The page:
Analysis of Two Men and a Maid

William Thomas Goodge 1862 – 1909

Two little dudes from the George-street block,
  Up for a brief vacation!
One little girl in a neat print frock,
  Maid of the Mulga Station!
Two little dudes with walking-sticks,
Two little heads that the collars fix!
Two little hats at nine-and-six,
  Two little dudes on a station.

One little maid with a bashful smile,
  Given for a salutation;
Two little dudes of the nan-nan style,
  Bent on a captivation.
One little maid with a smile so true,
Curly hair of a nut-brown hue;
Eyes of a liquid violet blue,
  One little maid on a station.

“Didn’t she fear her walks to take
  Over the grassy clearing?”
“Didn’t she fear some nasty snake
  His ugly head a-rearing?”
“Sirs,” she said, with an arching brow,
And a smile that was hardly a smile somehow,
“There are so many jackasses ‘round here now,
  That the snakes are disappearing!”

Poetic Form
Metre 110110111 1101010 110100111 110110 11011101 110110101 11011101 11011010 110110101 10101 110110111 1101 110110111 10110111 110101001 11011010 1110111 1001010 1111101 1101010 11111101 0011110011 111101111 1011010
Closest metre Iambic tetrameter
Characters 844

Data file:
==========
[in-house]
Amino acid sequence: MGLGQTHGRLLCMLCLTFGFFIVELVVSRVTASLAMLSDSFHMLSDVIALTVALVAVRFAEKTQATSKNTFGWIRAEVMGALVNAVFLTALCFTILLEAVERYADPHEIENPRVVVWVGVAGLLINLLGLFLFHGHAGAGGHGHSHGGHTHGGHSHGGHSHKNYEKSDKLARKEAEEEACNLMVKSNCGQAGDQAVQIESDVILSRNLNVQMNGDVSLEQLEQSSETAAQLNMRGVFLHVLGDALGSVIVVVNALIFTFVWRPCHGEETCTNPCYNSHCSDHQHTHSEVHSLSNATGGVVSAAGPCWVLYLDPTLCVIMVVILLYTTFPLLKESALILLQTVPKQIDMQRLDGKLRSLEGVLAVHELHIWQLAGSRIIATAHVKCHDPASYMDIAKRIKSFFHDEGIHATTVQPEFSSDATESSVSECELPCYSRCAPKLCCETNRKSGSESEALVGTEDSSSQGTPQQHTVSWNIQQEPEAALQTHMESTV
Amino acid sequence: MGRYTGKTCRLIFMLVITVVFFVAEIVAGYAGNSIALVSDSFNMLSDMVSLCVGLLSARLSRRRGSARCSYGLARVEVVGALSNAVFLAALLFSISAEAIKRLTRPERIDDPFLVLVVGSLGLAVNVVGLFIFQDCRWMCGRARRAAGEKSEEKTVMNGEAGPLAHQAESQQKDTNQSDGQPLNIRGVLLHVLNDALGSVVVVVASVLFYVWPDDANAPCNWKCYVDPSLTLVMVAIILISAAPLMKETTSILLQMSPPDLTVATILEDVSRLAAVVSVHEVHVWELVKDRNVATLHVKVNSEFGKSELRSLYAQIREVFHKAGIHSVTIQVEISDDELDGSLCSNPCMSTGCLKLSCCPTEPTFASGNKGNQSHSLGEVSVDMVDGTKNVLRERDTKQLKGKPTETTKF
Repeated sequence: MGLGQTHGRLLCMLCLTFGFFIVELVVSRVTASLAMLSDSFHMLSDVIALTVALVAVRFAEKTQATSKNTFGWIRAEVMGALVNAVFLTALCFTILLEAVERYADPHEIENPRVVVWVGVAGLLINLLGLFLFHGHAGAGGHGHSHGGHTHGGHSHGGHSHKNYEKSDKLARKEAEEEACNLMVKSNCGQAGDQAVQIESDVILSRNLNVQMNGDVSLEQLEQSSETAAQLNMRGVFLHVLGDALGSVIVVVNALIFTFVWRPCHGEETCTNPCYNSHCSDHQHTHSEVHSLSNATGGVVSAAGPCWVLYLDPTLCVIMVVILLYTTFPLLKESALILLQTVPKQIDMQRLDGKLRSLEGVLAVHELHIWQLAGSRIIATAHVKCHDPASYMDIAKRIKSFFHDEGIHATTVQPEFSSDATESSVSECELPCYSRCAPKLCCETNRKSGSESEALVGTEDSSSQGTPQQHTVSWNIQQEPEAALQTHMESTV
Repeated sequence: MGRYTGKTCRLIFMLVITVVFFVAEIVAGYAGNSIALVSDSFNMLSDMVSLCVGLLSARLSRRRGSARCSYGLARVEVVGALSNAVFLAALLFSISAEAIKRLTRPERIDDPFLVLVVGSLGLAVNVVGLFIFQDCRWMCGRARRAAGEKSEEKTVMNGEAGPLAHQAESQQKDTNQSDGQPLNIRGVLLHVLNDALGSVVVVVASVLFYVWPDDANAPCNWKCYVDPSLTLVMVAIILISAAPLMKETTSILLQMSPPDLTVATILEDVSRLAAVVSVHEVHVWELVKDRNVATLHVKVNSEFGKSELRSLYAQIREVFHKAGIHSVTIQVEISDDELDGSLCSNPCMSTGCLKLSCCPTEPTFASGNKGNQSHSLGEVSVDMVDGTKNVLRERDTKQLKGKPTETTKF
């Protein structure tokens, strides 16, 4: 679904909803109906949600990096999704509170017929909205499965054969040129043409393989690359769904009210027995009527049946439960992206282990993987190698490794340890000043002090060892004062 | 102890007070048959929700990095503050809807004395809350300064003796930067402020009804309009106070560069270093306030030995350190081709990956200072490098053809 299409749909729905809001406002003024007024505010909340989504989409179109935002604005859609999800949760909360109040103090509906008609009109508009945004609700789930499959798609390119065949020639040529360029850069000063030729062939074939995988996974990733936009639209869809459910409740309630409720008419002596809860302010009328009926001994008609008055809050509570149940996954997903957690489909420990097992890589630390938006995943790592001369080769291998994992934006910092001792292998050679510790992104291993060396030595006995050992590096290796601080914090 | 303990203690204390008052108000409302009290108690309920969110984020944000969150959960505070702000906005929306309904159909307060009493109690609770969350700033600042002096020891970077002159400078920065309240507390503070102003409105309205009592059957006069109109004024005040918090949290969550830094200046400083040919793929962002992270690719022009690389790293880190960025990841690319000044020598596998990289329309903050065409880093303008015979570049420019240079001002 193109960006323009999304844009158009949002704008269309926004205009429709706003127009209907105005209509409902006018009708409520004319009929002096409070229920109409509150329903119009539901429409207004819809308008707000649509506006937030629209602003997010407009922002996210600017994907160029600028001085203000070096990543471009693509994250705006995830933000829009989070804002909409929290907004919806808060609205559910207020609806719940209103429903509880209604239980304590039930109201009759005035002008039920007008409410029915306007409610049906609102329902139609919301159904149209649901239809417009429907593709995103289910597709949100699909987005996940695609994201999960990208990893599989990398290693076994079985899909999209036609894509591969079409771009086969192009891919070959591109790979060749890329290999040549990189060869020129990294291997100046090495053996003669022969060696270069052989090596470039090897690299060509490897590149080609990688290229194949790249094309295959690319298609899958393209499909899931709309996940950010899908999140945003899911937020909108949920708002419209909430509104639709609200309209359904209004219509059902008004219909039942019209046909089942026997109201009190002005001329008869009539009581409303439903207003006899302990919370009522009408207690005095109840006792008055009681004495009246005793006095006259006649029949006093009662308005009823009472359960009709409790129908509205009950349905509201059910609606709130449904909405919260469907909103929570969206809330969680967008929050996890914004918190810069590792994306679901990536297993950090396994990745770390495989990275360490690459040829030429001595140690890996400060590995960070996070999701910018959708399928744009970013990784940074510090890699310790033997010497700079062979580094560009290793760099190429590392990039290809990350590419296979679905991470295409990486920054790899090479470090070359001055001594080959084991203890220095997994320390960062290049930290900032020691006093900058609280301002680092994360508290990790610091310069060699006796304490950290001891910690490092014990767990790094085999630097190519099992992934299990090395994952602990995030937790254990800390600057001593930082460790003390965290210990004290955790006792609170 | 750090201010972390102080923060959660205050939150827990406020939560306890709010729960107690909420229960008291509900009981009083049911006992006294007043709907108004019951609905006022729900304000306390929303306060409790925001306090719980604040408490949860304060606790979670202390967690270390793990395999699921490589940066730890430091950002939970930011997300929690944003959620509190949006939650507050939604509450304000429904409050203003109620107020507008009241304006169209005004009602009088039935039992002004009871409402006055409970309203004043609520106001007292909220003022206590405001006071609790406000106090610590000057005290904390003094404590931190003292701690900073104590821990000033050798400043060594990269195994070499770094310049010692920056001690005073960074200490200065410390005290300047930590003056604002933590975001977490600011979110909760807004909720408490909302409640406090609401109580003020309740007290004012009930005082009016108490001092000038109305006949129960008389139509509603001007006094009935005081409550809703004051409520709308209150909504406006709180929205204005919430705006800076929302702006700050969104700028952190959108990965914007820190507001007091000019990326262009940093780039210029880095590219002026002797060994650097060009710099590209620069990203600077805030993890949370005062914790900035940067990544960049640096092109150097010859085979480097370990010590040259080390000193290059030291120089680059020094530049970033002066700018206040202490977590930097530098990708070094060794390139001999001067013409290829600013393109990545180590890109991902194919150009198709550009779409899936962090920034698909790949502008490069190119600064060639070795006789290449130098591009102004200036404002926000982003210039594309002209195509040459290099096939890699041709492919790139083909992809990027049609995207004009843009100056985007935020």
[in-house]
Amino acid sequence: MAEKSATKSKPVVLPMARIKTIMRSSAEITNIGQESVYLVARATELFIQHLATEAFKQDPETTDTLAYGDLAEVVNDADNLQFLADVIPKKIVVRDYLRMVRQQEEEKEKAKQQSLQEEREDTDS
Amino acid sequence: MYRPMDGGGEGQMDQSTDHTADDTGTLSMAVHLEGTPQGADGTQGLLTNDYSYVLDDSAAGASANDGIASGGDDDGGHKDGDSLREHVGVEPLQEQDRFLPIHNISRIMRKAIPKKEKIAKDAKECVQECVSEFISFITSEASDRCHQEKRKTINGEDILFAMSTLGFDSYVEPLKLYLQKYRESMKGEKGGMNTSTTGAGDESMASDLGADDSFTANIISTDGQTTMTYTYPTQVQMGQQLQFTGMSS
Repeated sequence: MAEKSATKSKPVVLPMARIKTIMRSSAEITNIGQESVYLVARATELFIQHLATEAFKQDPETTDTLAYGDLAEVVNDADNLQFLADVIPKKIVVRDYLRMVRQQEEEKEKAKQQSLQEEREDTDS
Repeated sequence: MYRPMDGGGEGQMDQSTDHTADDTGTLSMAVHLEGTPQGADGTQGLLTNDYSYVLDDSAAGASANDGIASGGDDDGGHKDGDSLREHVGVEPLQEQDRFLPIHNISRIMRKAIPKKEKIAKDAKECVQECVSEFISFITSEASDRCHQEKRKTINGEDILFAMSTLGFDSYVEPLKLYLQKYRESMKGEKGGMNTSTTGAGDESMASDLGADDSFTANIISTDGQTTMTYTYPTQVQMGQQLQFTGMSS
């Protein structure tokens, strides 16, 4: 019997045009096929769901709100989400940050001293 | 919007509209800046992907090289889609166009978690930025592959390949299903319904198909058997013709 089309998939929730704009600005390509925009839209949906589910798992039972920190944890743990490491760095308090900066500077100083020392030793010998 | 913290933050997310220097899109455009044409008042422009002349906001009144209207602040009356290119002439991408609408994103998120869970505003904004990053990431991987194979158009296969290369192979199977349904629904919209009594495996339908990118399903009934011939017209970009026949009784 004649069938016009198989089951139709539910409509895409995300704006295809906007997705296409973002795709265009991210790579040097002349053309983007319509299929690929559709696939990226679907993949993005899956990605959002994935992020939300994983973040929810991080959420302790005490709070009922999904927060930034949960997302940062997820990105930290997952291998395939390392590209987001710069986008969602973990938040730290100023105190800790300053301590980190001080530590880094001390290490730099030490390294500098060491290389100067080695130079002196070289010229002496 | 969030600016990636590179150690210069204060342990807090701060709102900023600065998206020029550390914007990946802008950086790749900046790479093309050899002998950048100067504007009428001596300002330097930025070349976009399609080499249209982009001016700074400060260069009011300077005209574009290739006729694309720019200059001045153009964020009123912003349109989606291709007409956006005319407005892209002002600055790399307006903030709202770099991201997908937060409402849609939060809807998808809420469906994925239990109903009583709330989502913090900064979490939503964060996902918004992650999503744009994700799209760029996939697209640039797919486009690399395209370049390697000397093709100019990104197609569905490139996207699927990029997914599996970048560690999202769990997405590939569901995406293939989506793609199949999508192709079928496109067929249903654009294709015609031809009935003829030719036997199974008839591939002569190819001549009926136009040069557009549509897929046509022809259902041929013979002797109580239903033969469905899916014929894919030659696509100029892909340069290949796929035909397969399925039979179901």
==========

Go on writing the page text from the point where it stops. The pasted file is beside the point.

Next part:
Words 152
Sentences 10
Stanzas 3
Stanza Lengths 8, 8, 8
Lines Amount 24
Letters per line (avg) 26
Words per line (avg) 6
Letters per stanza (avg) 211
Words per stanza (avg) 49
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Submitted on May 13, 2011

Modified on March 05, 2023

45 sec read

William Thomas Goodge

William Thomas Goodge (28 September 1862 – 28 November 1909) was an English writer and journalist, who arrived in Australia in 1882, after jumping ship in Sydney. He worked in various jobs in New South Wales, including as a coal-miner, until he was engaged to write for "The Tribune" in North Sydney, a small weekly associated with the "Daily Telegraph". From there he was chosen by Harry Newman (Member of Parliament and newspaper proprietor) to edit "The Leader" newspaper in Orange, NSW. Goodge remained in Orange, becoming part-owner of "The Leader" at some point, until in the early 1900s he returned to Sydney and began writing for that city's newspapers, especially "The Sunday Times". Goodge was first married on 21 January 1892. His wife died 3 January 1895 of typhoid, leaving behind two children. Sometime later he remarried and had another child. Goodge died on 28 November 1909 in North Sydney. During his writing career, Goodge wrote mainly light-verse poems and short stories. Although he did have one novel, The Fortunes of Fenchurch, serialised in the pages of The Sunday Times, the book was never published separately. His best known works were "The Great Australian Adjective", and "The Oozlum Bird". Norman Lindsay, who illustrated the reprint volume of Goodge's only poetry collection, considered the poet better than C. J. Dennis. "Goodge, with his Hits! Skits! and Jingles!, is a much better light-verse writer than Dennis, and his book should be reprinted."  more…

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